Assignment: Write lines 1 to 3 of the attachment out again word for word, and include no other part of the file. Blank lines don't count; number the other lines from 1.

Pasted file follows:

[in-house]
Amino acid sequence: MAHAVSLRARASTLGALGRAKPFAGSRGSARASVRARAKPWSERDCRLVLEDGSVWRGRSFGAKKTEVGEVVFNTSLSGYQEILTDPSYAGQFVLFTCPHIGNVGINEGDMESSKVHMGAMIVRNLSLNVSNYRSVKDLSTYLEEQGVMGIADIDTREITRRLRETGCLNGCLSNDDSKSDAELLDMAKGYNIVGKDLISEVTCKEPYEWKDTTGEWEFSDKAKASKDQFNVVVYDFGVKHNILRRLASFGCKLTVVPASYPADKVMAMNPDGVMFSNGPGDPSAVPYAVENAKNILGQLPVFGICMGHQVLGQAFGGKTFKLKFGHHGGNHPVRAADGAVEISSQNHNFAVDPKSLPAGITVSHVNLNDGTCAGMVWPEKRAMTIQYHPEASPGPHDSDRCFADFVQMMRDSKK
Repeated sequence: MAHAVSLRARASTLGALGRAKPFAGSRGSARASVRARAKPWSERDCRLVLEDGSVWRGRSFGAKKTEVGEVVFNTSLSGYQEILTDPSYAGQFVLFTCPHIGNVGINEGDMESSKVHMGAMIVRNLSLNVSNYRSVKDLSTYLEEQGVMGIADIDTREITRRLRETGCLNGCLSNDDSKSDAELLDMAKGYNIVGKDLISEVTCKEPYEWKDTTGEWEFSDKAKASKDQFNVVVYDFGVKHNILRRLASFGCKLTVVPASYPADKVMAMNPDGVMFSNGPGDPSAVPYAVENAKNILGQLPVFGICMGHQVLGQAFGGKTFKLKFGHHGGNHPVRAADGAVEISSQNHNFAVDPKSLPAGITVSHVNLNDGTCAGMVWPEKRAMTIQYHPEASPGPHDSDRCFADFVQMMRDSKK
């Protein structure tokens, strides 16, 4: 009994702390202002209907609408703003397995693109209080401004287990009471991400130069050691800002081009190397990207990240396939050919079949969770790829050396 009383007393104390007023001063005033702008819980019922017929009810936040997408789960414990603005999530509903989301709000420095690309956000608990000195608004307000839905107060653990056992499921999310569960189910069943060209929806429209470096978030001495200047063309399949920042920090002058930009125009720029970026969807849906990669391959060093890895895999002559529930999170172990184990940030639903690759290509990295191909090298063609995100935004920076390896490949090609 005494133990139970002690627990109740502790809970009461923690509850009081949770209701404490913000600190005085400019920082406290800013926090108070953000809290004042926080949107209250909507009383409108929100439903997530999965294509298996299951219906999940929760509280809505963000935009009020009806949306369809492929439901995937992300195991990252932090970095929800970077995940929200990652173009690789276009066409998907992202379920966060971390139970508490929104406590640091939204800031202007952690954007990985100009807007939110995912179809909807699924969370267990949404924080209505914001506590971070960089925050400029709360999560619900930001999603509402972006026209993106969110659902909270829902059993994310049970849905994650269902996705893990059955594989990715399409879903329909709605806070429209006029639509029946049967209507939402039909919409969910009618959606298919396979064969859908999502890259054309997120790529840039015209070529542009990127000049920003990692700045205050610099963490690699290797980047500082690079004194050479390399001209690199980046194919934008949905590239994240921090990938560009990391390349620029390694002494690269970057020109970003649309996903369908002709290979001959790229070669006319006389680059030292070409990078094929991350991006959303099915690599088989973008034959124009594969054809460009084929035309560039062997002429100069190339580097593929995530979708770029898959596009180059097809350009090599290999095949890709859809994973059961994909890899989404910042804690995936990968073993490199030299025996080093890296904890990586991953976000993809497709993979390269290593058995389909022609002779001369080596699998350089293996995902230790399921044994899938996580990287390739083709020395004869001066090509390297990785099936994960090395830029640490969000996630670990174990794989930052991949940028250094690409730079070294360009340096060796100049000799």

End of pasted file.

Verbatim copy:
[in-house]
Amino acid sequence: MAHAVSLRARASTLGALGRAKPFAGSRGSARASVRARAKPWSERDCRLVLEDGSVWRGRSFGAKKTEVGEVVFNTSLSGYQEILTDPSYAGQFVLFTCPHIGNVGINEGDMESSKVHMGAMIVRNLSLNVSNYRSVKDLSTYLEEQGVMGIADIDTREITRRLRETGCLNGCLSNDDSKSDAELLDMAKGYNIVGKDLISEVTCKEPYEWKDTTGEWEFSDKAKASKDQFNVVVYDFGVKHNILRRLASFGCKLTVVPASYPADKVMAMNPDGVMFSNGPGDPSAVPYAVENAKNILGQLPVFGICMGHQVLGQAFGGKTFKLKFGHHGGNHPVRAADGAVEISSQNHNFAVDPKSLPAGITVSHVNLNDGTCAGMVWPEKRAMTIQYHPEASPGPHDSDRCFADFVQMMRDSKK
Repeated sequence: MAHAVSLRARASTLGALGRAKPFAGSRGSARASVRARAKPWSERDCRLVLEDGSVWRGRSFGAKKTEVGEVVFNTSLSGYQEILTDPSYAGQFVLFTCPHIGNVGINEGDMESSKVHMGAMIVRNLSLNVSNYRSVKDLSTYLEEQGVMGIADIDTREITRRLRETGCLNGCLSNDDSKSDAELLDMAKGYNIVGKDLISEVTCKEPYEWKDTTGEWEFSDKAKASKDQFNVVVYDFGVKHNILRRLASFGCKLTVVPASYPADKVMAMNPDGVMFSNGPGDPSAVPYAVENAKNILGQLPVFGICMGHQVLGQAFGGKTFKLKFGHHGGNHPVRAADGAVEISSQNHNFAVDPKSLPAGITVSHVNLNDGTCAGMVWPEKRAMTIQYHPEASPGPHDSDRCFADFVQMMRDSKK